Kōrero: Marine animals without backbones

Flatworm life cycle

Flatworm life cycle

Parasitic flatworms are also known as flukes. One New Zealand species, Curtuteria australis, is a common parasite of shellfish and shorebirds. They start life as eggs that are passed out in the faeces of birds such as oystercatchers. If eaten by a mudflat snail, or whelk, the eggs hatch and the larvae multiply by budding. The tiny fluke larvae leave their whelk hosts and invade another shellfish, cockles. The larvae accumulate in the foot of cockles, preventing them burrowing into the mud to escape predation. The stranded cockles are eaten by oystercatchers. Once inside the bird, the flukes mature and produce fertilised eggs, and the cycle begins again.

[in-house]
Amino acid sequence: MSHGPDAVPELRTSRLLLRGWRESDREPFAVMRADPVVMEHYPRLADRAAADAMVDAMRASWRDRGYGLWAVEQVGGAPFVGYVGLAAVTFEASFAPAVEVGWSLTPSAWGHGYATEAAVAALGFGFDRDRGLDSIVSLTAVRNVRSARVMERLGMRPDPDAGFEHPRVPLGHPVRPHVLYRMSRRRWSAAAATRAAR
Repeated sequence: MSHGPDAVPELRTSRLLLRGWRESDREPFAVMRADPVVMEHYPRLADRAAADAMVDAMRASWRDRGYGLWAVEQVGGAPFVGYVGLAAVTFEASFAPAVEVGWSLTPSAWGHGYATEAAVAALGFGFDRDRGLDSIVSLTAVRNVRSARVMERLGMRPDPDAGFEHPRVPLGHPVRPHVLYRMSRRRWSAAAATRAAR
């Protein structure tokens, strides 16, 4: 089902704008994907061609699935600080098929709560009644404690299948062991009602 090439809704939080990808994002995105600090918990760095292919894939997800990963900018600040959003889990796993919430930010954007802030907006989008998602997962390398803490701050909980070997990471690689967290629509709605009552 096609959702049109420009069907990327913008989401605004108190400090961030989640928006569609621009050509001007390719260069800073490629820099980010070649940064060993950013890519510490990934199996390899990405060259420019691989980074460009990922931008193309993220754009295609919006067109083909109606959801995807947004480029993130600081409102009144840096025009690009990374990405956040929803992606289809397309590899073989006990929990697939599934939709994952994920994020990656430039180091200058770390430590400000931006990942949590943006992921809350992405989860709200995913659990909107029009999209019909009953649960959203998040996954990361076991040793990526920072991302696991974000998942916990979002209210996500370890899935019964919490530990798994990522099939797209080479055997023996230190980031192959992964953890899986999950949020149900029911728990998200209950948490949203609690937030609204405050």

Te whakamahi i tēnei tūemi

Te Ara – The Encyclopedia of New Zealand
Artwork by Bruce Mahalski

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Source: Robert Poulin, Going in circles: the complex transmission routes of parasites. Dunedin: University of Otago Press, 2004

Ngā whakaahua me ngā rauemi katoa o tēnei kōrero

Te tuhi tohutoro mō tēnei whārangi:

Dennis Gordon and Maggy Wassilieff, 'Marine animals without backbones - Simple worms', Te Ara - the Encyclopedia of New Zealand, http://www.TeAra.govt.nz/mi/diagram/5853/flatworm-life-cycle (accessed 22 February 2020)

He kōrero nā Dennis Gordon and Maggy Wassilieff, i tāngia i te 12 Jun 2006